PART 2: THE INTERVIEW
Sheldon Hall is the author (with Steve Neale) of Epics, Spectacles, and Blockbusters: A Hollywood History (Wayne State University Press, 2010) and is a Senior Lecturer in film studies at Sheffield Hallam University, UK. Other books include Zulu: With Some Guts Behind It—The Making of the Epic Movie (Tomahawk Press, 2005; updated in 2014), and he was the editor (with John Belton and Steve Neale) of Widescreen Worldwide (Indiana University Press, 2010). He was a speaker at the recently-held Jaws 40th Anniversary Symposium at De Montfort University, Leicester, UK.
Kim R. Holston is the author of Movie Roadshows: A History and Filmography of Reserved-Seat Limited Showings, 1911-1973 (McFarland, 2013). Kim is a part-time librarian in the Multimedia Department of Chester County Library (Exton, PA) and lives in Wilmington, DE, with his wife Nancy and a menagerie of pets. Other film and performing arts books of his include Starlet (McFarland, 1988), Richard Widmark: A Bio-Bibliography (Greenwood Press, 1990), Susan Hayward: Her Films and Life (McFarland, 2002), and (with Warren Hope) The Shakespeare Controversy (McFarland, 2nd ed., 2009), and recently Attila’s Sorceress (New Libri Press, 2014) and Naval Gazing: How Revealed Bellybuttons of the 1960s Signaled the End of Movie Cliches Involving Negligees, Men’s Hats and Freshwater Swim Scenes (BearManor Media, 2014). He is presently at work with Tom Winchester on a follow-up to their 1997 book, Science Fiction, Fantasy and Horror Film Sequels, Series and Remakes.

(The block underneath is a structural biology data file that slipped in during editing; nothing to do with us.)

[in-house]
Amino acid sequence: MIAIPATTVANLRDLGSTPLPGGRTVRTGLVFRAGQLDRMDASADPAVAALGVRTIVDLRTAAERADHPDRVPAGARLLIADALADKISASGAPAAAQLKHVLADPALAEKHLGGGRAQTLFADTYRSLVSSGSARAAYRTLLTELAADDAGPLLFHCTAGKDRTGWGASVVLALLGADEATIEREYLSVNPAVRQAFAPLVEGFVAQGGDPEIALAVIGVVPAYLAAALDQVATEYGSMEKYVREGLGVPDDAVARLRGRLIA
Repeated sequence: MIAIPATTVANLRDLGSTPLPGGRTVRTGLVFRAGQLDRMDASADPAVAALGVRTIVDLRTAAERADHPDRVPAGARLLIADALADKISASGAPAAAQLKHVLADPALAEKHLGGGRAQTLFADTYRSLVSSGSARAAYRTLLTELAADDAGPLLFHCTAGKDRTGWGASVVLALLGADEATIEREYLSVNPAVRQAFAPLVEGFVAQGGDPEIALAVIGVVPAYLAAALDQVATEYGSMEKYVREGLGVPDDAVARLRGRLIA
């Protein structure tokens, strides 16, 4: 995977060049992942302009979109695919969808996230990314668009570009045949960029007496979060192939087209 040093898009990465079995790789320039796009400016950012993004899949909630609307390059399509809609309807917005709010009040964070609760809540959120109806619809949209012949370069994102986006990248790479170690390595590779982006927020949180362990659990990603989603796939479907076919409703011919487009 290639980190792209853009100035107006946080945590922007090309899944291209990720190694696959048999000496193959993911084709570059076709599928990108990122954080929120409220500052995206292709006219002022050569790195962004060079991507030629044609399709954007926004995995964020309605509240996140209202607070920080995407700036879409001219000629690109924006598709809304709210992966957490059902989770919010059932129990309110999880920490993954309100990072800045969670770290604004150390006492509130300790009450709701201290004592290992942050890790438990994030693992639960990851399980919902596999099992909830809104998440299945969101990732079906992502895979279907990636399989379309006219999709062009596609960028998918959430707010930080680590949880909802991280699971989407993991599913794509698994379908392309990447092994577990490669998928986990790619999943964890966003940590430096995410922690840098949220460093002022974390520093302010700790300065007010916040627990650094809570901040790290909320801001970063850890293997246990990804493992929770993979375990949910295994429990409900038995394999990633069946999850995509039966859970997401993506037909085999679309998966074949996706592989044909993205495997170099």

Matthew Kennedy is the author of Roadshow! The Fall of Film Musicals in the 1960s (Oxford University Press, 2014). He is a writer, film historian, and anthropologist living in San Francisco. He has written several other books, including Marie Dressler: A Biography (McFarland, 1999, paperback 2006), Edmund Goulding’s Dark Victory: Hollywood’s Genius Bad Boy (University of Wisconsin Press, 2004), and Joan Blondell: A Life between Takes (University Press of Mississippi, 2007). He is film and book critic for the respected Bright Lights Film Journal and currently teaches anthropology and film history at the City College of San Francisco and San Francisco Conservatory of Music.